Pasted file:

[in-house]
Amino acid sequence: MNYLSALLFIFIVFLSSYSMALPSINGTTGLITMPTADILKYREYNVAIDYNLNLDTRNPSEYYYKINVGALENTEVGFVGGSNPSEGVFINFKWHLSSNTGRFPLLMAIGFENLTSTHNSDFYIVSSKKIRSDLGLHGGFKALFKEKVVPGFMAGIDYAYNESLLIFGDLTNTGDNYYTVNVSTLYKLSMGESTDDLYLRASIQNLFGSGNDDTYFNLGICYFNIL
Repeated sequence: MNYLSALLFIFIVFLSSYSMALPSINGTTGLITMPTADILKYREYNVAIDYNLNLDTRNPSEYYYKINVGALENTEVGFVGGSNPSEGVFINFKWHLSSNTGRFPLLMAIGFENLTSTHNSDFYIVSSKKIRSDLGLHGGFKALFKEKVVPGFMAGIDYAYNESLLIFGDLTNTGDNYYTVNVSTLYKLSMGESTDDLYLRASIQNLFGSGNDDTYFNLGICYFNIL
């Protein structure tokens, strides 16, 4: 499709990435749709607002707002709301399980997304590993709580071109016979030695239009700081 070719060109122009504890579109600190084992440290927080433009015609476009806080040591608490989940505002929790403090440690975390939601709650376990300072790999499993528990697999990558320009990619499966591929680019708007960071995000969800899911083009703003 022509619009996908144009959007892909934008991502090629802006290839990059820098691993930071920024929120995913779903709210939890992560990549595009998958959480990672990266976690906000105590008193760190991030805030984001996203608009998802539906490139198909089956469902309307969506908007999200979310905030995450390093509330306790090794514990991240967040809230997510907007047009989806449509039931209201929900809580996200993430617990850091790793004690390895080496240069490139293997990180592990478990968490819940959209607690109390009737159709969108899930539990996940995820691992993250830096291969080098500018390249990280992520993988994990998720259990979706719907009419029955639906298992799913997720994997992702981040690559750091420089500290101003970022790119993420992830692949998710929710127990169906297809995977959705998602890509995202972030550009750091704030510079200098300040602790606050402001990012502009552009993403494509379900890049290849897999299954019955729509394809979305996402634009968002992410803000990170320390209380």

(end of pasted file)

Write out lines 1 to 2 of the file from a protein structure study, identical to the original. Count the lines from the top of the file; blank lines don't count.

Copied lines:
[in-house]
Amino acid sequence: MNYLSALLFIFIVFLSSYSMALPSINGTTGLITMPTADILKYREYNVAIDYNLNLDTRNPSEYYYKINVGALENTEVGFVGGSNPSEGVFINFKWHLSSNTGRFPLLMAIGFENLTSTHNSDFYIVSSKKIRSDLGLHGGFKALFKEKVVPGFMAGIDYAYNESLLIFGDLTNTGDNYYTVNVSTLYKLSMGESTDDLYLRASIQNLFGSGNDDTYFNLGICYFNIL